Schools designed for factory workers?

It’s as false as can be – especially if we’re talking about American education as there are a number of problems with the sentiment.

First, there’s a fundamental flaw in the statement: the system wasn’t designed because there isn’t one system. Due to the 10th amendment, education is up to the states. This means that each state developed its own system of education and followed its own timeline. As an example, Massachusetts had compulsory education laws in the 1700s while Mississippi didn’t have them until the 1910s. To be sure there are commonalities across states but each state has its own history and timeline.

Typically, when people talk about “design,” they’re speaking three possible events: the rise of the Common School in the 1840s, the Committee of Ten report in 1894, or the era of efficiency in the early 1900s.

Let’s start with the 1840s.

Horace Mann is generally recognized as the leading advocate for the Common School model in New England. He held a state-level position and was very interested in establishing a system that would serve as many children (by which he meant White boys, and sometimes girls) as possible and that geography (Boston versus Cambridge) wouldn’t dictate the nature or quality of education. Prussia had established such a system and as a part of a fact finding mission, he paid them a visit. Upon returning, he presented his findings to the Massachusetts Board of Education. He filed several reports and his 7th submission, filed in 1844, focused on his experiences in Europe. It contains no reference to Prussian factories nor mention of concepts like efficiency, trained workers, or docile children. While this alone isn’t sufficient to refute claims about a factory model mentality informing the development of American schools, it does challenge claims that Mann was eager to replicate a model of education that would train children to work in factories.

People will also point to the report the final report by the National Education Association’s Committee of Ten in 1894 as something that suggested a desire to train children to work in factories. The report makes no reference to factory skills or to modeling schools after factories. That said, the report advocates inquiry-based science instruction to encourage children’s creativity, the study of Greek and Latin to expand their understanding of language, and repeated exposure to history so they could get a sense of their place in the world. None of those things reflect a desire to train children to work in factories.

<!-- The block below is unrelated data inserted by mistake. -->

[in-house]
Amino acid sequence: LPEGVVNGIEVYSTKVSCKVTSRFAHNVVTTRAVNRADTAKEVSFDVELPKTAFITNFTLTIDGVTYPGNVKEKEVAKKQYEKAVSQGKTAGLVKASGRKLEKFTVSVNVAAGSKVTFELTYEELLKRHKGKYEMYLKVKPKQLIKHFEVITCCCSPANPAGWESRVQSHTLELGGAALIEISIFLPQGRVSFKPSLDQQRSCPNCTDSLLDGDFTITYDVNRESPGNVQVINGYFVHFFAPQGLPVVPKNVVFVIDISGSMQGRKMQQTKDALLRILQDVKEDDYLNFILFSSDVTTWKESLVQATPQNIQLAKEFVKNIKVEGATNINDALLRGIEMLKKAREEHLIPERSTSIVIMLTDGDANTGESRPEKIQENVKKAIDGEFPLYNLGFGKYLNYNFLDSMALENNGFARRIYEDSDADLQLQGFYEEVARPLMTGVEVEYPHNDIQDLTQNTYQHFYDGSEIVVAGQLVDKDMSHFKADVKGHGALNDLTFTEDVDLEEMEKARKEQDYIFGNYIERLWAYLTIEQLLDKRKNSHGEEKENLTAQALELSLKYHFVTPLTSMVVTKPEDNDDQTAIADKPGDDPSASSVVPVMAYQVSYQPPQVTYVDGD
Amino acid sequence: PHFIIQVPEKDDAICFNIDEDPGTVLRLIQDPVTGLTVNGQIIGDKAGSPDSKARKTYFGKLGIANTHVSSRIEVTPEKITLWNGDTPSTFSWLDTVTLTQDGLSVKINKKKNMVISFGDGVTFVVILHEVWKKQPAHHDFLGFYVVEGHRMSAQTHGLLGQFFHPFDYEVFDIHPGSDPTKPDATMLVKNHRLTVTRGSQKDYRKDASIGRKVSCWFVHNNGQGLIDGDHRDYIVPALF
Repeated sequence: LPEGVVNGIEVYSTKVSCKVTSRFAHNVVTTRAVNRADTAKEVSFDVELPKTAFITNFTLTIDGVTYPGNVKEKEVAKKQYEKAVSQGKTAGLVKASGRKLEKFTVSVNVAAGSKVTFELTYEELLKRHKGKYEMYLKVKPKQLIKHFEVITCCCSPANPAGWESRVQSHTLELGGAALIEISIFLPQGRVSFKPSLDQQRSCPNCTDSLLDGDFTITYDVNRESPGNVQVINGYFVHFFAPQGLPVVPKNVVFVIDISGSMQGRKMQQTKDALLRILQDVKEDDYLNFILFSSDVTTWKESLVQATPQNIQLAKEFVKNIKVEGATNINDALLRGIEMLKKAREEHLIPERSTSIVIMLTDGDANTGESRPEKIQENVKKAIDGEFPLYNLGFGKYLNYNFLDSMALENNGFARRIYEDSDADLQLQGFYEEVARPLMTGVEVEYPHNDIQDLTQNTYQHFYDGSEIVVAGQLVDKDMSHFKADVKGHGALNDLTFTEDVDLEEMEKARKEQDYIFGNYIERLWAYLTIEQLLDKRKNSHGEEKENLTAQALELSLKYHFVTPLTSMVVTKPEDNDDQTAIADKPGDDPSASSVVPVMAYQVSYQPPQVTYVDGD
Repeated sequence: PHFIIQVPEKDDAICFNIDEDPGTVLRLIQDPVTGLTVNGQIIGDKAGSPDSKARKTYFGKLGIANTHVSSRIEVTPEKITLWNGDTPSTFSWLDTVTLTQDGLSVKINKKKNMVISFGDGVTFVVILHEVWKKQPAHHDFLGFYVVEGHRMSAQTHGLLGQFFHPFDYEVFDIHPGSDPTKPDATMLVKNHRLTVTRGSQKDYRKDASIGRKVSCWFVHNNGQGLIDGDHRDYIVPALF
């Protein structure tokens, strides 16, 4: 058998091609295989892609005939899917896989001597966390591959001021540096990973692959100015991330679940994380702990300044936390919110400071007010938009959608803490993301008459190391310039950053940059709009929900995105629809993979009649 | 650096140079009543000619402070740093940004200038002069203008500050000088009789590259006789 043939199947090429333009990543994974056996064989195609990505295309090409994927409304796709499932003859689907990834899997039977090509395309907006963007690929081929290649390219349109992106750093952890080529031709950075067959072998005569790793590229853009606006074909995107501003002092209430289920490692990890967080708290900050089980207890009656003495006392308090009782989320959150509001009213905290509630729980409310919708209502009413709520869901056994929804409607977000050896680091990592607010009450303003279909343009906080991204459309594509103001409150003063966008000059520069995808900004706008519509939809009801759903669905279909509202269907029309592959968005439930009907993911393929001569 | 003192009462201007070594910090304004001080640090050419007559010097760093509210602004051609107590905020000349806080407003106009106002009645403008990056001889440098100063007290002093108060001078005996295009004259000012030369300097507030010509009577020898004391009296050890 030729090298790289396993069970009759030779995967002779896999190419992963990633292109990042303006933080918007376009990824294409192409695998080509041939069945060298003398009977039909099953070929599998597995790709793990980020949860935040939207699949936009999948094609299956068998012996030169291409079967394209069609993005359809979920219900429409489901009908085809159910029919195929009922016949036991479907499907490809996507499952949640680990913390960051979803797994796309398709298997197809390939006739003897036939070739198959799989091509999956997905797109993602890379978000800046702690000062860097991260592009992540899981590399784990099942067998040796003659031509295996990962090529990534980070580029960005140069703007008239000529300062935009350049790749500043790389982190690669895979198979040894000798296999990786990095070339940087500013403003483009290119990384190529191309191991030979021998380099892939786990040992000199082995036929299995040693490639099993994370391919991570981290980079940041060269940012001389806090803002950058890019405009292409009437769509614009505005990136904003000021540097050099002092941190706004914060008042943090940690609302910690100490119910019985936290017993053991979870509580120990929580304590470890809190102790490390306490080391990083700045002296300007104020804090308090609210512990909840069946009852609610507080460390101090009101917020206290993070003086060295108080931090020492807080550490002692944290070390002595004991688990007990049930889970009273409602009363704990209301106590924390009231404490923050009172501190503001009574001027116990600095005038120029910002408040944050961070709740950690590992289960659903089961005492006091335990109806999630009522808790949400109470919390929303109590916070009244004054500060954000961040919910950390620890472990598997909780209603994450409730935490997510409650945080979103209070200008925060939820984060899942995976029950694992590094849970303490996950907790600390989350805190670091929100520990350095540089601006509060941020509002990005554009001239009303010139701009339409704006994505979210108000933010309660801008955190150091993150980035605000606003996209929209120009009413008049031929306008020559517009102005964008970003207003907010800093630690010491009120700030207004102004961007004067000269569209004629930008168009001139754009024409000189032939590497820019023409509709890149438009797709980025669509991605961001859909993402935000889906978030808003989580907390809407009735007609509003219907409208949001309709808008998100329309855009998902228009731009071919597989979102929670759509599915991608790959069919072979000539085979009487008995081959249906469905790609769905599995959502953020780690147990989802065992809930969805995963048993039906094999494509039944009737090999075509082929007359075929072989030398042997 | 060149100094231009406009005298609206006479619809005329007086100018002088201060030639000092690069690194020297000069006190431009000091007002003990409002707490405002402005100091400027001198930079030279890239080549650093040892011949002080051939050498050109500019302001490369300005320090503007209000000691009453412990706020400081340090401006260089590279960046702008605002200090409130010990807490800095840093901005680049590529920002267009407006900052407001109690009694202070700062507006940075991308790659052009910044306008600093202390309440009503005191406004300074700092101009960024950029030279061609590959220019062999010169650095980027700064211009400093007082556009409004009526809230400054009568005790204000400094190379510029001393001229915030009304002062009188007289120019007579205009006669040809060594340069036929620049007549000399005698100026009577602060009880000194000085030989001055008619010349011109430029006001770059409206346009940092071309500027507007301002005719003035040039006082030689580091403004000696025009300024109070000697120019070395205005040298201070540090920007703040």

Meanwhile, factories that existed around the time of Mann don’t resemble factories in the way we think of them today. (An excellent piece on the Invented History of the Factory Model) Even though historians have taken different perspectives on the influence of merchants and manufacturers on the rise of the Common School movement, there is a consensus that the focus of education for most of American history, especially at the primary levels, has been about general knowledge, not the specific skills required for factory work.

For a period of time – the 1890’s to the 1920’s or so – American society was obsessed with efficiency. The idea, known as Taylorism or Scientific Management, was that any problem could be solved by breaking it down into smaller parts and figuring out time costs. The approach was used to solve all sorts of problems – from factory work to parenting to schools. As a result, school leaders of the era often wrote about the system’s application to schools. Carl Kaestle, an historian, wrote in 1983:

Schools thus became in some respects like factories, but not necessarily because they were mimicking factories, or preparing children to work in factories. Rather, both the workplace and the schools, as well as other nineteenth-century institutions, were partaking of the same ethos of efficiency, manipulation, and mastery. (p. 90)

Finally, people will often to point to bells between class periods as an indication of “factory training.” Those comparisons often ignore the long history of the bell as a means of communication or rely on one or two quotes out of context to support their claim.


Kaestle, Carl (1983). Pillars of the Republic: Common Schools and American Society, 1780-1860. Farrar, Straus and Giroux.

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